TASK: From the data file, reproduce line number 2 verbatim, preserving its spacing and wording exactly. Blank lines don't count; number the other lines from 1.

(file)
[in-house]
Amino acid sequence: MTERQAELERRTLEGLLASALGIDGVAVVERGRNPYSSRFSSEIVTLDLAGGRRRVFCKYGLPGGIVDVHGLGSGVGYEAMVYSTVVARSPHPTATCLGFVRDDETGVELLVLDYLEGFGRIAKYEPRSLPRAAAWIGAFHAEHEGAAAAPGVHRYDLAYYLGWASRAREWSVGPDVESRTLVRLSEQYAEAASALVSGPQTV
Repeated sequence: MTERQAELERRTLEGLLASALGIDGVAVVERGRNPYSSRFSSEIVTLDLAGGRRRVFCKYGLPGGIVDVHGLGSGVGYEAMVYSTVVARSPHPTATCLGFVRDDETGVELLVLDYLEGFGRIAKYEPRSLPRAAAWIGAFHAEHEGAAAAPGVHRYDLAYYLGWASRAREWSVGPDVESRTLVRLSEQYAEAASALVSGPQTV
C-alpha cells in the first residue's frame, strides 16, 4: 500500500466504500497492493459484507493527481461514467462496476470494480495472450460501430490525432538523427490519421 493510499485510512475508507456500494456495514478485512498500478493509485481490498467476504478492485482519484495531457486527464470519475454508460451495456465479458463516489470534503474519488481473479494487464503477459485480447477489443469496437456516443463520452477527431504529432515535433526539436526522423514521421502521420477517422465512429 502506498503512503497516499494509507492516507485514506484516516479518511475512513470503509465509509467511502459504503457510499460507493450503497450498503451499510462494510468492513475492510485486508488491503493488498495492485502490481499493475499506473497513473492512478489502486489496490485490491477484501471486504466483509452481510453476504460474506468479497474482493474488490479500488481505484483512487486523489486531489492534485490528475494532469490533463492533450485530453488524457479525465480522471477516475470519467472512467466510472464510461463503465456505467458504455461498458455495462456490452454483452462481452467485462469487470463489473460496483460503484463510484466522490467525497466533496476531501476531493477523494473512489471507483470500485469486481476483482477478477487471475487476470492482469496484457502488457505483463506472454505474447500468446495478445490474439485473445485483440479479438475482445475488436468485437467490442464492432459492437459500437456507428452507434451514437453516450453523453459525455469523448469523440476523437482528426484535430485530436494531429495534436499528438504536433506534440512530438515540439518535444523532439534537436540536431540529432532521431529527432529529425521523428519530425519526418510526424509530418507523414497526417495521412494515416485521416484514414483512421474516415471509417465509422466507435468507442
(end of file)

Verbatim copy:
Amino acid sequence: MTERQAELERRTLEGLLASALGIDGVAVVERGRNPYSSRFSSEIVTLDLAGGRRRVFCKYGLPGGIVDVHGLGSGVGYEAMVYSTVVARSPHPTATCLGFVRDDETGVELLVLDYLEGFGRIAKYEPRSLPRAAAWIGAFHAEHEGAAAAPGVHRYDLAYYLGWASRAREWSVGPDVESRTLVRLSEQYAEAASALVSGPQTV